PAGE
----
Thirty male Wistar rats were used in this experiment and were allocated into five groups (Figure 1). The rats of group 1 (normal) received the equivalent volume of saline (the vehicle in which diclofenac was dissolved) by intraperitoneal injection and also given the equivalent volume of 1% carboxymethyl cellulose (CMC; the vehicle in which naringin and hesperidin was dissolved) by oral gavage daily for 4 weeks. Group 2 (diclofenac-injected group) was injected with diclofenac (dissolved in saline) by intraperitoneal administration at a dose of 3 mg/kilogram body weight (kg b. wt)/day [11] and was also given the equivalent volume of 1% CMC by oral gavage daily for 4 weeks. Group 3 (diclofenac-injected group treated with naringin) was given diclofenac as in group 2 and was orally treated with naringin (dissolved in 1% CMC) at a dose level of 20 mg/kg b. wt/day by oral gavage [12] for 4 weeks. Group 4 (diclofenac-injected group treated with hesperidin) was given diclofenac as in group 2 and was orally treated with hesperidin (dissolved in 1% CMC) at a dose of 20 mg/kg b. wt/day [13] for 4 weeks. Group 5 (diclofenac-injected group treated with naringin and hesperidin) was supplemented with diclofenac as in group 2 and was orally treated with naringin and hesperidin (dissolved in 1% CMC) at a dose of 20 mg/kg b. wt/day for 4 weeks.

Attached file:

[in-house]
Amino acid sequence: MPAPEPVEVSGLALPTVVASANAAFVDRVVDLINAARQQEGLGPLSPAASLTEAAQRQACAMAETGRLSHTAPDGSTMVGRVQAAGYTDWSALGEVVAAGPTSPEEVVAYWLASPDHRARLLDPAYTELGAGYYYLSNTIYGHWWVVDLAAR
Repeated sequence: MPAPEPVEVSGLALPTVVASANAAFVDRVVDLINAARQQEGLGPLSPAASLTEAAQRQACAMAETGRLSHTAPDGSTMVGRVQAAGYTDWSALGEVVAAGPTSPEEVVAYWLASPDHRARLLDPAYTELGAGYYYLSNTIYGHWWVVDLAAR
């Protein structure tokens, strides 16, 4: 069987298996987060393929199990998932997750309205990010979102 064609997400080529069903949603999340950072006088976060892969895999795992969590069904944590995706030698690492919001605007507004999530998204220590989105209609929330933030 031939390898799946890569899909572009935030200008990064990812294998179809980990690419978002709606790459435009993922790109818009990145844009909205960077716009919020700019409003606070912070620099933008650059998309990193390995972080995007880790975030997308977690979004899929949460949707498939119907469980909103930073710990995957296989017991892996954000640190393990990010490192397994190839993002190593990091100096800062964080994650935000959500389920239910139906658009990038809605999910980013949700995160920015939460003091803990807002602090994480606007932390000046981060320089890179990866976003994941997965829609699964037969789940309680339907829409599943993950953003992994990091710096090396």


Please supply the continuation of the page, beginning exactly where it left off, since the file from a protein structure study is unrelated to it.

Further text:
2.4. Blood and Liver Sampling

At the end of the experiment, rats deprived of food and blood samples were collected from jugular vein. The blood samples were left to coagulate at the room temperature and then centrifuged at 3000 rpm for 15 minutes. The serum of each blood sample was fractioned into three vials that were kept at -30°C until used for biochemical analysis.

After taking blood samples from jugular vein, the rats were euthanized and dissected. The liver from each rat was rapidly excised and washed in sterile saline (0.9% NaCl). Pieces of the liver were fixed in 10% neutral buffered formalin for histological investigation. Other parts were kept in deep freezer at -30°C pending homogenization in sterile isotonic saline (0.9% NaCl) for determination of oxidative stress and antioxidant defense markers. Third parts of the liver were kept at -30°C in sterile Eppendorf tubes for reverse transcriptase-polymerase chain reaction (RT-PCR) analysis.

2.5. Detection of Liver Function Parameters in Serum